Last-minute talks with Prime Minister Julia Gillard have failed to convince independent senator Nick Xenophon to immediately back laws paving the way for the national broadband network (NBN).
With two sitting days to go until parliament rises for the year, the government requires Senator Xenophon’s vote to pass laws separating Telstra’s retail and wholesale arms, and allowing the telco to take part in the NBN – a key election promise.
But the South Australian senator, who met separately with Ms Gillard and Communications Minister Stephen Conroy on Tuesday, maintains the government needs to publicly release the NBN’s business plan to be accountable for spending $43 billion of public money.
Senator Xenophon told parliament in his first speech on the bill he supported its aims “because it effectively gives the parliament the last major opportunity to make sure that we are on the right track (with the NBN)”.
But he said he would reserve his position on the bill while the government insisted on confidentiality in order to see the business plan.
“No one in this place should be voting blind, and signing a confidentiality agreement … doesn’t resolve the problem for me,” he said.
“I do not believe it is a transparent, robust approach in a parliamentary democracy.”
Ms Gillard has promised to release the plan, but not until December, after a crucial report from the Australian Competition and Consumer Commission is completed.
Speaking after the meeting, the prime minister would only say: “I’ve been chatting with Nick Xenophon – it’s always good to talk.”
Senator Xenophon said he did not accept that the business case could not be released before the competition watchdog’s report.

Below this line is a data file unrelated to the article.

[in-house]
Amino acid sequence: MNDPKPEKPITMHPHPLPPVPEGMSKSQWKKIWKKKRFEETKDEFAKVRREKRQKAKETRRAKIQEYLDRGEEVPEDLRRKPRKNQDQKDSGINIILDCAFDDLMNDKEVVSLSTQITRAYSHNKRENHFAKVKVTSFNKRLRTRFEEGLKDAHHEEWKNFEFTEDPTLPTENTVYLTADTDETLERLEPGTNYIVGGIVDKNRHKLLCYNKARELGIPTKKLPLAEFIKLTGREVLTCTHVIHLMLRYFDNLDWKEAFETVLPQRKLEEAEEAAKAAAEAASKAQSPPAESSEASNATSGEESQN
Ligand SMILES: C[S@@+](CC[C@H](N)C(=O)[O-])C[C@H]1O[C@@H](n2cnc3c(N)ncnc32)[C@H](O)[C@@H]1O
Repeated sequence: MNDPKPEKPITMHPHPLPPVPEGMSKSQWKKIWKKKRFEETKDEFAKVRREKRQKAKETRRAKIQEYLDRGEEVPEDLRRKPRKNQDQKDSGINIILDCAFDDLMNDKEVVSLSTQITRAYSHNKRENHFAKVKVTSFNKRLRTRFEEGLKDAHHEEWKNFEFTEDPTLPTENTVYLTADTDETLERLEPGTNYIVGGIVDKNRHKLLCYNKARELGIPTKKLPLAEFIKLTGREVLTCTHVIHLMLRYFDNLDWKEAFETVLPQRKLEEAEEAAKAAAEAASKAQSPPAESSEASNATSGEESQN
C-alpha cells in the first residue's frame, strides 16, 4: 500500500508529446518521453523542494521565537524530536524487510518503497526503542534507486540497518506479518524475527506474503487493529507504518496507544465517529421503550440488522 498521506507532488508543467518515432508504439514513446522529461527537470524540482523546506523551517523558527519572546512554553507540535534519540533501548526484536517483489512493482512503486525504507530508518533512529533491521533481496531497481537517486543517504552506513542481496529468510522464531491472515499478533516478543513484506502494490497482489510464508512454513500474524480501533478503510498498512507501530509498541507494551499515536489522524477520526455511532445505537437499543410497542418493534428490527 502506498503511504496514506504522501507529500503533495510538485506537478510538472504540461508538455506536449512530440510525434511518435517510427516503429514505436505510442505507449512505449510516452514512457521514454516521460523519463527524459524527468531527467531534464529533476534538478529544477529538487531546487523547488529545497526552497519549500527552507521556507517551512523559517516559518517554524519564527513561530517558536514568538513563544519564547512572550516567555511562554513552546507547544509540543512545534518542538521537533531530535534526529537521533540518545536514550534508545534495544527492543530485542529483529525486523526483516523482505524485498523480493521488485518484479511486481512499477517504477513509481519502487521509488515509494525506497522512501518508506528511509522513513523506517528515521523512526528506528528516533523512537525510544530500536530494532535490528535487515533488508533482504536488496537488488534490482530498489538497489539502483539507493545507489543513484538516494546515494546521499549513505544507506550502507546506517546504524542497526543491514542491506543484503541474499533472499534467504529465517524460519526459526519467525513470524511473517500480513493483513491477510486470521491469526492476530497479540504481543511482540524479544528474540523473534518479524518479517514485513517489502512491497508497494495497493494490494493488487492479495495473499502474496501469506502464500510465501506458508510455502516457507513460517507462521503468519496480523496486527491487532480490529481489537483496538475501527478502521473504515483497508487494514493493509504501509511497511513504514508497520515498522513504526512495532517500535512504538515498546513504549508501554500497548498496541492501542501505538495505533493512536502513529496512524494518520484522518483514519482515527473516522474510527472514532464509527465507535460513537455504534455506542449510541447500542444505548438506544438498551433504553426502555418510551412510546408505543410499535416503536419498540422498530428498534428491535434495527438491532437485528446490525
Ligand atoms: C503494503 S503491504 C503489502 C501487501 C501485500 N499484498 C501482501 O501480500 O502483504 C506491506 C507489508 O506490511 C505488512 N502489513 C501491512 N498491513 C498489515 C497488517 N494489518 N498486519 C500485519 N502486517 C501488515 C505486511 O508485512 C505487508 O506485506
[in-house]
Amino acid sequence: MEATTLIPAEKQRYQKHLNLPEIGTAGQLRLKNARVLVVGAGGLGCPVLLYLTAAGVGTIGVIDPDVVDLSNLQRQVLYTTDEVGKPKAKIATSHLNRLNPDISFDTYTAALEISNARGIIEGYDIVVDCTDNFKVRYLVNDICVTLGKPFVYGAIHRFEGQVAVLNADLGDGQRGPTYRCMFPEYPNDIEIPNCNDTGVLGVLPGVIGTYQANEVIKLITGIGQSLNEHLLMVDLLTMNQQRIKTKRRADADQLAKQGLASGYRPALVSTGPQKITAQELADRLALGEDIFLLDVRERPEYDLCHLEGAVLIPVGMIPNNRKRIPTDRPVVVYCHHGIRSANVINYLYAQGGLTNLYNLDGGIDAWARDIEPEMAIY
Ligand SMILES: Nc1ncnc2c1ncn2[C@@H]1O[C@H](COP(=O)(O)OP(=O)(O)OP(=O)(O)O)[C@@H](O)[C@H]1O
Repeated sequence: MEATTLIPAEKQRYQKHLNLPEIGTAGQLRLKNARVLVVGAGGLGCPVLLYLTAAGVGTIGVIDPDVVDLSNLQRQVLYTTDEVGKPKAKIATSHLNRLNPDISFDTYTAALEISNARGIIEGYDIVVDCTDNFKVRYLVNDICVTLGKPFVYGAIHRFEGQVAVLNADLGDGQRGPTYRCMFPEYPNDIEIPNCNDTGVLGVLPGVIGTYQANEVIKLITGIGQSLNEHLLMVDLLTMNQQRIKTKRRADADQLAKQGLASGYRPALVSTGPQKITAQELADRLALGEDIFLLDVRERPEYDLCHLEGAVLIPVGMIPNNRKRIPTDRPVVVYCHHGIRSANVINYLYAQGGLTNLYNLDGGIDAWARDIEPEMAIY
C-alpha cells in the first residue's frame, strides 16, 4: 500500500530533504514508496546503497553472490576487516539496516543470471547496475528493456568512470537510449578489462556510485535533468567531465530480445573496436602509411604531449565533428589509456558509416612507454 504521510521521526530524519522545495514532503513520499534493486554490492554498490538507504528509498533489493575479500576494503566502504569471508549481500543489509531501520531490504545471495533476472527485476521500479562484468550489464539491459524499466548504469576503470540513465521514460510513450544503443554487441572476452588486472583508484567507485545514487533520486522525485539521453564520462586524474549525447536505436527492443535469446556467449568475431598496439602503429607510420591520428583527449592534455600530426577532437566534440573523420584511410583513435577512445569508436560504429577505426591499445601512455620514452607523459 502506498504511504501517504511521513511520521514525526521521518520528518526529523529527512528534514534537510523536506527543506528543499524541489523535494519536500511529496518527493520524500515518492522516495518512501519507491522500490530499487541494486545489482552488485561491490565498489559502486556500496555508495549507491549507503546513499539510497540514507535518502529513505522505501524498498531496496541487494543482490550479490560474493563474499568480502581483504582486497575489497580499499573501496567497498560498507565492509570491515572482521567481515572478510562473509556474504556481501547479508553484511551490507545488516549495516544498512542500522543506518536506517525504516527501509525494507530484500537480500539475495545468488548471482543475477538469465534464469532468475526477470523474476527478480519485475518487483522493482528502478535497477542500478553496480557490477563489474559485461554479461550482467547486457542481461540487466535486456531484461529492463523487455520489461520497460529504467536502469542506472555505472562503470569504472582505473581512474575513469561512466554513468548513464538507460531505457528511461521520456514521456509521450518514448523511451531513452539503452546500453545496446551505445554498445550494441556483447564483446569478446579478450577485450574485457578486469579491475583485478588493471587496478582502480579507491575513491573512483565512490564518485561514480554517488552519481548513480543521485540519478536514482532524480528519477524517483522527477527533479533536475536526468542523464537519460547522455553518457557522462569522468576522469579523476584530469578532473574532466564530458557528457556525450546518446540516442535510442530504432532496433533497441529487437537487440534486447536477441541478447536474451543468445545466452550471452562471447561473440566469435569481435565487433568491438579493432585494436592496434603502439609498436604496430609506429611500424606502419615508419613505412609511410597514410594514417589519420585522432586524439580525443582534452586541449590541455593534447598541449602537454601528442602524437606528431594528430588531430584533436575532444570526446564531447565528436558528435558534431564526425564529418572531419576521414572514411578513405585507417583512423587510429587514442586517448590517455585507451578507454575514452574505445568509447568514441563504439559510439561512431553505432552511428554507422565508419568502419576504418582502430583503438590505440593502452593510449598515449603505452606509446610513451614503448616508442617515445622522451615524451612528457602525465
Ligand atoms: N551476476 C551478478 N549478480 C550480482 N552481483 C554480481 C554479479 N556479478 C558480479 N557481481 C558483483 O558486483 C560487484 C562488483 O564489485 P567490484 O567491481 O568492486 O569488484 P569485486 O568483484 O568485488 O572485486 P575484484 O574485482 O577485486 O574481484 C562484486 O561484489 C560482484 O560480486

He said he would also like to see a joint standing committee of parliament set up to scrutinise the rollout of the NBN, with advice from the Productivity Commission.
The government on Tuesday agreed to a lower house committee looking at the social and economic impact of the NBN as a concession to calls for more information on its value.
While the Labor caucus did not discuss the standoff on Tuesday, Opposition Leader Tony Abbott told the coalition party room the NBN had gone from being a “political positive” for the government during the election to a liability.
The coalition on Tuesday introduced a private senator’s bill that would require the government to publish the business case and refer it to the Productivity Commission for a cost-benefit analysis.
The government revealed on Tuesday it had hired external corporate advisers to test the assumptions underpinning the NBN business case, which Treasurer Wayne Swan described as “normal commercial practice”.
The finance department commissioned Greenhill Caliburn to review the “robustness” of the 30-year business plan and the 2011 corporate plan of the company tasked with rolling out the network, NBN Co.
Ms Gillard told parliament the review, which was criticised by the opposition, was part of the government’s “patient and methodical work” to roll out the NBN.
Opposition communications spokesman Malcolm Turnbull reaffirmed that the coalition would oppose a bill to structurally separate Telstra’s wholesale and retail arms, even though it supported the policy.
“Structural separation is a big issue, it’s a good issue, but the $43 billion elephant in the room is this massive infrastructure expenditure that the government is undertaking without any cost-benefit analysis,” he told ABC Television on Tuesday night.